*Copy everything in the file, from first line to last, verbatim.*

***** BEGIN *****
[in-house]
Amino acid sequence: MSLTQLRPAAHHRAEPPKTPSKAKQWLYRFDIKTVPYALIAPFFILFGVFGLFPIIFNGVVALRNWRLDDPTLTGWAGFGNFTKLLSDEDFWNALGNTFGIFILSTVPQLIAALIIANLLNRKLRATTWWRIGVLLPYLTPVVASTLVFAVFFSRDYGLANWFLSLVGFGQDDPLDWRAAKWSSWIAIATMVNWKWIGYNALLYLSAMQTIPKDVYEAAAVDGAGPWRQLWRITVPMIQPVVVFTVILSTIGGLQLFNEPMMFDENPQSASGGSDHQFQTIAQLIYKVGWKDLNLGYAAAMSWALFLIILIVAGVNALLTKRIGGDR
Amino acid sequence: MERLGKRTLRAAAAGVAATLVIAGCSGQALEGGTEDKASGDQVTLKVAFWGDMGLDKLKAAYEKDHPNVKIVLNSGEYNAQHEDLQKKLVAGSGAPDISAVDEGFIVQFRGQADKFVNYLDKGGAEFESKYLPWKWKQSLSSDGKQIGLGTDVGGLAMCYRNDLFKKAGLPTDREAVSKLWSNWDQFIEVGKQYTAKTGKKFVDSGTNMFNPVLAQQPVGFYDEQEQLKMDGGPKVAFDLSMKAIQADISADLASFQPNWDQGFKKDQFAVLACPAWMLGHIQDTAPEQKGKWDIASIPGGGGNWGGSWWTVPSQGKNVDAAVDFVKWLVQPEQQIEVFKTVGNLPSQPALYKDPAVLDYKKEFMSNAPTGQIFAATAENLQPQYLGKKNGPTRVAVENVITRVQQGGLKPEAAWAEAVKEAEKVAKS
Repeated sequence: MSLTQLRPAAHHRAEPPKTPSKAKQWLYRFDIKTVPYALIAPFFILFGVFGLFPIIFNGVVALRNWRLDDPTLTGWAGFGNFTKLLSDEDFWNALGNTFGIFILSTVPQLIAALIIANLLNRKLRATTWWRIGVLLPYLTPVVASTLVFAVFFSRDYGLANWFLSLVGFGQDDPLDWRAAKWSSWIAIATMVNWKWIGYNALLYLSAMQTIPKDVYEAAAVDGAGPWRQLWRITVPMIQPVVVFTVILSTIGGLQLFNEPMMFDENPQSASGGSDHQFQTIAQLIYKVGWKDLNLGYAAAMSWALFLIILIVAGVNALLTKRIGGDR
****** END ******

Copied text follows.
[in-house]
Amino acid sequence: MSLTQLRPAAHHRAEPPKTPSKAKQWLYRFDIKTVPYALIAPFFILFGVFGLFPIIFNGVVALRNWRLDDPTLTGWAGFGNFTKLLSDEDFWNALGNTFGIFILSTVPQLIAALIIANLLNRKLRATTWWRIGVLLPYLTPVVASTLVFAVFFSRDYGLANWFLSLVGFGQDDPLDWRAAKWSSWIAIATMVNWKWIGYNALLYLSAMQTIPKDVYEAAAVDGAGPWRQLWRITVPMIQPVVVFTVILSTIGGLQLFNEPMMFDENPQSASGGSDHQFQTIAQLIYKVGWKDLNLGYAAAMSWALFLIILIVAGVNALLTKRIGGDR
Amino acid sequence: MERLGKRTLRAAAAGVAATLVIAGCSGQALEGGTEDKASGDQVTLKVAFWGDMGLDKLKAAYEKDHPNVKIVLNSGEYNAQHEDLQKKLVAGSGAPDISAVDEGFIVQFRGQADKFVNYLDKGGAEFESKYLPWKWKQSLSSDGKQIGLGTDVGGLAMCYRNDLFKKAGLPTDREAVSKLWSNWDQFIEVGKQYTAKTGKKFVDSGTNMFNPVLAQQPVGFYDEQEQLKMDGGPKVAFDLSMKAIQADISADLASFQPNWDQGFKKDQFAVLACPAWMLGHIQDTAPEQKGKWDIASIPGGGGNWGGSWWTVPSQGKNVDAAVDFVKWLVQPEQQIEVFKTVGNLPSQPALYKDPAVLDYKKEFMSNAPTGQIFAATAENLQPQYLGKKNGPTRVAVENVITRVQQGGLKPEAAWAEAVKEAEKVAKS
Repeated sequence: MSLTQLRPAAHHRAEPPKTPSKAKQWLYRFDIKTVPYALIAPFFILFGVFGLFPIIFNGVVALRNWRLDDPTLTGWAGFGNFTKLLSDEDFWNALGNTFGIFILSTVPQLIAALIIANLLNRKLRATTWWRIGVLLPYLTPVVASTLVFAVFFSRDYGLANWFLSLVGFGQDDPLDWRAAKWSSWIAIATMVNWKWIGYNALLYLSAMQTIPKDVYEAAAVDGAGPWRQLWRITVPMIQPVVVFTVILSTIGGLQLFNEPMMFDENPQSASGGSDHQFQTIAQLIYKVGWKDLNLGYAAAMSWALFLIILIVAGVNALLTKRIGGDR